“We have decided on a fresh start in our migration policy for good reason”
20 September 2023
At the German Bundestag today, Federal Minister of the Interior Nancy Faeser and her Federal Cabinet colleague Bettina Stark-Watzinger, Federal Minister for Education, answered questions from members of the parliament.
Questions for Federal Minister Faeser largely focused on the current federal migration policy and the growing numbers of refugees. Federal Minister Faeser stressed that the governing coalition had agreed on a fresh start for its migration policy. She began the question-and-answer session by noting that more people are fleeing their home countries because of terrorism and war; at the same time, she said, Germany needs to revise its immigration policy
“so that we can be the modern country of immigration that we want to be.”
The Federal Government has taken action on almost two-thirds of the migration policy items in its coalition agreement. This includes drafting new legislation on residence opportunities, amending the Skilled Immigration Act and reforming nationality law.
“But a fresh start for migration policy also means managing migration in a more orderly way,” the federal minister emphasised.
A fresh start for migration policy
Speaking about the recent agreement of the European Union member states on their Common European Asylum System, Federal Minister Faeser described it as a major breakthrough after years of impasse and division within the EU.
“This agreement will do a great deal to prevent irregular migration,” she said. Under the reformed system, those asylum applications that have little chance of success are to be decided on at the EU’s external borders. The federal minister said that this will significantly hinder irregular migration.
She also noted that Germany’s Federal Police have increased their patrols with the help of mobile teams in many different locations along Germany’s borders.
“We are now very effective at detecting and stopping unlawful entries,” the federal minister said. Migration agreements with migrants’ countries of origin and transit are another way to fight irregular migration, she said, citing such an agreement with India as an example.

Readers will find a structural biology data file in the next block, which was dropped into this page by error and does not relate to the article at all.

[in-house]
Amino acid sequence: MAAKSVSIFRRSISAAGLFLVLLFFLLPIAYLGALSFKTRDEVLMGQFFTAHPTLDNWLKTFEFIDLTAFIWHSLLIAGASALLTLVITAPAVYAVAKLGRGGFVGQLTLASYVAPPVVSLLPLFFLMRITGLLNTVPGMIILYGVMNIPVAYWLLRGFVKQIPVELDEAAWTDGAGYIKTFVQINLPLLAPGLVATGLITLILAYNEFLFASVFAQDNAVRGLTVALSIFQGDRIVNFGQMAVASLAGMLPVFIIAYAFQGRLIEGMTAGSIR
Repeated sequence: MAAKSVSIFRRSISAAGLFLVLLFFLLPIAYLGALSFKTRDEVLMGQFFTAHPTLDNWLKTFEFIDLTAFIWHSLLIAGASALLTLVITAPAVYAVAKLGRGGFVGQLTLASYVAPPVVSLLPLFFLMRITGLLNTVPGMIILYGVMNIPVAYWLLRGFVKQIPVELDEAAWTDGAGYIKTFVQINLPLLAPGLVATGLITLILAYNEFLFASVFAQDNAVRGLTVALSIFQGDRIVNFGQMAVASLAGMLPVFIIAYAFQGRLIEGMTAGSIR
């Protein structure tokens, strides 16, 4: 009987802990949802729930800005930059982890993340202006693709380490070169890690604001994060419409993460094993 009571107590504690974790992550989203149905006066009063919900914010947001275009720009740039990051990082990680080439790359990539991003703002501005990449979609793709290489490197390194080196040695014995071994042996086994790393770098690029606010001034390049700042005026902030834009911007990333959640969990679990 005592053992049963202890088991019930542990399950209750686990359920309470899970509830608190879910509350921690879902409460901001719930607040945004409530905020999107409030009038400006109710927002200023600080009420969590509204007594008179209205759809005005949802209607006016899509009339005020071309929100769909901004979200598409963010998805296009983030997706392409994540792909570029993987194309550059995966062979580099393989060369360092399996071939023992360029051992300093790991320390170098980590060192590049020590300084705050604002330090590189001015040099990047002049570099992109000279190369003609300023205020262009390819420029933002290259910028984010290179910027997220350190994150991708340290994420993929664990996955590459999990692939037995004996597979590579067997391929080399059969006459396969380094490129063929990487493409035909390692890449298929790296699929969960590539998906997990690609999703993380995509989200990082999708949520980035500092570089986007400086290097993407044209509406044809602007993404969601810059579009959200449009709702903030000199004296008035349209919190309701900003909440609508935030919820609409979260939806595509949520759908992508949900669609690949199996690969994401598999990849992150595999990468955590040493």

“We are close to signing an agreement with Moldova and Georgia,” the federal minister said. “This Federal Government is taking decisive action. This includes making it easier to remove those people who are required to leave the country,” she added.
In focus: Combating the smuggling of migrants
In addition to these measures, Federal Minister Faeser said she was focused on a further issue:
“We are taking decisive action to stop migrant smuggling.” According to Federal Police information, smuggling currently accounts for one of every four people entering Germany illegally. Smugglers are increasingly ruthless and brutal in dealing with the people they are smuggling and with the police officers carrying out checks.
“I want to stop this cruel exploitation of people in need,” the federal minister said. The Federal Government is currently planning to create an operations centre (OZAS BPOL) where the Federal Police will analyse and assess all cases of migrant smuggling.
“With the new centre, we will be able to spot connections between cases of smuggling so that we can link investigations or open new ones at the national or international level. And we are setting up a new task force with our neighbouring countries. My Czech counterpart agreed to this on Friday. The task force will greatly increase law enforcement pressure on migrant smugglers,” Federal Minister Faeser stated.
A complete transcript of the question-and-answer session at the German Bundestag (in German) can be found on the Website of the German Bundestag.